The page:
A fascinating aspect of an art conservator’s work is the discovery of another artwork originally painted by a great master underneath a famous painting. Through X-ray technology, art researchers would then apply infrared imaging as a way to have a closer look at the underpainting.
Recently, a conservator and research scientists at the Art Institute of Chicago discovered an underpainting In one of the museum’s pieces of valuable Picasso paintings. The “Still Life,” a 1922 Picasso painting piqued the interest of the conservator because of the complexity of the painting’s surface. It was wrinkled but seemingly a result of multiple layers of paint.
True enough, through X-radiography and infrared imaging, the conservators and researchers discovered an entirely different composition underneath the “Still Life.” Initial findings revealed by their study is that the underpainting is in portrait orientation, as opposed to the horizontal or landscape setting of the surface painting “Still Life.”
What the “Still Life” Underpainting Revealed
The underpainting revealed another still life of a drinking glass and a vase, which researchers said is reminiscent of Picassos’s works in 1922 at the Gothenburg Museum of Art in Sweden, particularly the one that carried the title “Nature Morte.” The year was part of the period when Picasson had experimented with drawing flat grids beneath thick lines and color fields.
In an interview with Artnet News, Kim Muir, the conservator who led the project said a scientific analysis was important in understanding Picassos’s creative process and his methods of manipulating paints as a means for achieving varying effects.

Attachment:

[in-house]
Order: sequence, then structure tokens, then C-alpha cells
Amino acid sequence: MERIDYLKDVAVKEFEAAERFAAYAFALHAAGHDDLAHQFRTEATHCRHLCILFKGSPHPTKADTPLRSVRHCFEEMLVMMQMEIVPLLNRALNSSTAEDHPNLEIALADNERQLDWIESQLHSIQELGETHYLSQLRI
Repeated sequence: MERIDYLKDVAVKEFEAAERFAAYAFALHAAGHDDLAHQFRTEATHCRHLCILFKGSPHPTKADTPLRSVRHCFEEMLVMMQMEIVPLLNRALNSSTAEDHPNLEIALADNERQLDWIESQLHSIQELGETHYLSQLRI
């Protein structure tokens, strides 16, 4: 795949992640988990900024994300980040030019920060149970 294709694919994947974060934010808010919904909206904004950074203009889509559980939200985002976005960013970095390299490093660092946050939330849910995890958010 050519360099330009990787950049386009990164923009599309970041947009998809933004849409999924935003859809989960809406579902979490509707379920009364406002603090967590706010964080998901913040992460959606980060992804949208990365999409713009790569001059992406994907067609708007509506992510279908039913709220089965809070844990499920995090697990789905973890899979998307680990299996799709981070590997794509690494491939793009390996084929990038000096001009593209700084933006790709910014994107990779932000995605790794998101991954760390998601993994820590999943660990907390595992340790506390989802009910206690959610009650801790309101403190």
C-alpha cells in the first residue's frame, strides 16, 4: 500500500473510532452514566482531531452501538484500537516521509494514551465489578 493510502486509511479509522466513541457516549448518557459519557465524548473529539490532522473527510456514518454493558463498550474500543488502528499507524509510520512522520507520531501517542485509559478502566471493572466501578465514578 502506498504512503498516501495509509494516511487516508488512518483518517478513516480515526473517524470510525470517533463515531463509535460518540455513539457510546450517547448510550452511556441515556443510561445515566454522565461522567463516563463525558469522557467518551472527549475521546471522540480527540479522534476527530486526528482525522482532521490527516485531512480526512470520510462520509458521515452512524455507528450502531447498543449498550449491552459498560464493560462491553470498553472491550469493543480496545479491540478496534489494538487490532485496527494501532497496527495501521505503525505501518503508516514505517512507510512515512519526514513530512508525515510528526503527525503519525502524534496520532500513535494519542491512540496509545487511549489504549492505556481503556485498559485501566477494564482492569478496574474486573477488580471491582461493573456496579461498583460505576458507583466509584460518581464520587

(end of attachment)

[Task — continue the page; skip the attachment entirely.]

Muir added that their analysis led them to the conclusion that the underpainting was preserved over time. It was in fact the conservation treatment strategy that allowed them to unravel the surface qualities of the underpainting, which had been obscured by layers of discolored overpaint, varnish and grime.
The Still Life” Underpainting, the Second to Have Been Discovered In a Picasso Painting
It is widely believed that a lot of great painters had reused canvasses when they could not afford to purchase a new one. This was the opinion formed when the first Picasso underpainting was detected in 1954, but was only confirmed in 1997.
The Picasso painting in question at that time was the “Blue Room,”which the Spanish artist had painted in 1901. Although the suspicion that another painting lies hidden beneath the “Blue Room,” it was only when the advent of X-Ray technology 40 years later that the suspicion was confirmed.
The fuzzy image revealed by the infrared as the hidden image was that of a bearded man in a jacket and bow tie. It was very much different from the image depicted in the °Blue Room,” which was that of a woman bathing.